Hello out there in tvland, or rather cartoon land, and welcome to my review of Silverhawks volume one on DVD! To those of you who are unfamiliar with this show, it is the cousin of one of the most popular cartoons of the eighties, Thundercats….HO! After kids in the mid-eighties went ga-ga over the pack of ferociously fun and morally upstanding humanoid felines, the same creative team of Arthur Rankin and Jules Bass quickly assembled another animal/human/hero concept for the kiddies 1986 after school line-up.
What is probably paramount to understanding the very existence of the show is its complete unapologetic cash-in on everything that made Thundercats a smashing success, a move often made in the entertainment industry which usually doesn’t yield the best results. As one can see from the basic concept of a small family of heroes with an elder mentor and a side kick battling a gravely-voice beast of a bad guy who transformers himself through a ritual into a bigger, badder guy, to the same dynamic style of animation, to the recasting of almost all the same voice talents, to the use of the educational epilogue, to the various ways of incorporating the toy’s gimmick into every episode, and, of course, the toy tie-ins themselves. All these elements, which worked exceedingly well in Thundercats, were the foundation for the show, which probably seemed like a sure fire idea but ultimately doesn’t quite work. Although the writers and directors will insist that Rankin/Bass simply had
expert savvy in structuring kids shows in the featurette, one can clearly see the dollar signs in their eyes.
Of course that is not to say the show isn’t enjoyable or loads of eye candy, as it delivers all the fast-paced, sleek-looking dynamic style and action one comes to expect from the wild, cocaine-addled golden days of eighties animation. The show is positively chock full of beautiful, spectacular science fiction/mythological battles of epic proportion, which will keep your eyes reeling ( and even possibly scrounging around in flea markets and ebay, looking for those action figures to play along with!), but will probably leave you wanting more story and character development to go along with the spectacle.
While Thundercats followed much the same formula of light-hearted fun turning to heroism in the call to action against insidious evil, it also managed to develop fun, unique characters in the writing and vocal performances which kept the adult in me coming back for more on DVD (in all four volumes also available from Warner Bros. Entertainment;-). All gripes aside though, the show still holds a special place in my heart, as one of the better, more visually stimulating programs that engulfed my childhood in a plethora of colors, shapes, and lasting images of superior craft and exhilarating style.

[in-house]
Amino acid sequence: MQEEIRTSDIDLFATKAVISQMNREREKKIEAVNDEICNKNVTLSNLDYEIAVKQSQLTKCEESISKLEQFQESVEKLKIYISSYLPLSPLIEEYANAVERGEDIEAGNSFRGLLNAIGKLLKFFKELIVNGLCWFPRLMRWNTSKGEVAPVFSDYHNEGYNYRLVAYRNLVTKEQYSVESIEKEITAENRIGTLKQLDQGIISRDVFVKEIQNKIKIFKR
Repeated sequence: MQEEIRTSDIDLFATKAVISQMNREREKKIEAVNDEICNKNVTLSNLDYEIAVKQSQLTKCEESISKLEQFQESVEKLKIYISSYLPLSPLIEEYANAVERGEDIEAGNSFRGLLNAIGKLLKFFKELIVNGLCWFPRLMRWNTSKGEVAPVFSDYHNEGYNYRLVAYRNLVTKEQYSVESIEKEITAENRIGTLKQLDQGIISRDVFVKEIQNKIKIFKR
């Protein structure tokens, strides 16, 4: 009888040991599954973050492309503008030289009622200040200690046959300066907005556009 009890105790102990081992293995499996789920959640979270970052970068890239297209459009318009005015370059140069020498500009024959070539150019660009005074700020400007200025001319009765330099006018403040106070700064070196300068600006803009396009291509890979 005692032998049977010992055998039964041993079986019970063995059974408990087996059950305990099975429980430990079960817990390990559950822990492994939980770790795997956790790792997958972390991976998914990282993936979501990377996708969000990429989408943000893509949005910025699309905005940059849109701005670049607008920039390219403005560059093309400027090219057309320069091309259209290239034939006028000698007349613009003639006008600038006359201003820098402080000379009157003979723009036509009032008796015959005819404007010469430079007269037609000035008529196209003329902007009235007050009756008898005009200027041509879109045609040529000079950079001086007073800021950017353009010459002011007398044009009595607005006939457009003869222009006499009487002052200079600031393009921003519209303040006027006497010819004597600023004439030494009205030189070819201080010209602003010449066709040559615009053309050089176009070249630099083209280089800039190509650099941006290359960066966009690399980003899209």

Spanning thirty-two episodes across four discs in this first dvd volume, this collection is seven-hundred and fourteen minutes of pure wing-armed popping fun! However, buyer beware, this DVD collection’s advertisement of it being four discs is a bit misleading, as its actually only three one-sided discs, and a fourth double-sided disc with episodes on one side and special features on another. This trend from Warner Bros. Entertainment, which started with their first volume of Tiny Toon Adventures, is a total disgrace in this day and age of DVD technology and collecting. They might have gotten away with it till about three years ago, as Universal released nearly all their TV shows in this double-sided, no frills fashion on DVD, but this is a total slap in the face to collector, as most people store their DVDs in binders and this simply makes it impossible to store it in a binder without scratching or damaging the other side of the disc. Not to mention the cheap, displeasing aesthetic this creates when one first looks through the DVD case. There is absolutely no excuse for this, and at 40 smackers for this bad boy one will probably feel a little skimped.
The special features may also cause this sensation, as they only consist of a featurette, an animated Wonder Woman promo, and some other animate Warner Bros. trailers. The featurette on the show, like the Thundercats DVDs, covers the basics of the shows inception and creation through a writer, director, and voice actress Maggie Wheeler. However, what some might find a bit more interesting is that the featurette also covers and details the rather unapologetic toy tie-in in a somewhat nostalgic, yet self-serving fashion that focuses on the catchy gimmicks of the shiny colors and wing popping action that was done with the sole purpose of getting kids to scream bloody murder to collect them all. I know this because I can attest to being one of those kids (although I always pleaded with polite civility mind you), and have been a collector of all such things since the tender age of birth. Of course, hearing from more of principle cast members would have been a nice addition, and including any and all vintage toy commercials or even just still galleries would have been enough to make this package a must own. If for no other reason then allowing the viewer to fully melt into a pile of nostalgic goop, hopefully this will be remedied with future releases (fingers crossed).
Overall, a fairly decent package from Warner Bros. Entertainment, with clean, full length transfers of the episodes and a nifty little extra feature. However, if Warner Bros. continues to release so called “4-disc” collections that are actually three discs and a flipper, I will probably stop buying their dvds and boycott them, because that is just not tolerable. But I doubt many others will kick-up such a fuss over this inconvenience, the nostalgic pull is just too strong. So ‘wing-it’ over to your nearest retailers and pick-up your ‘partly metal, partly real’ copy of Silverhawks vol. 1 on DVD today!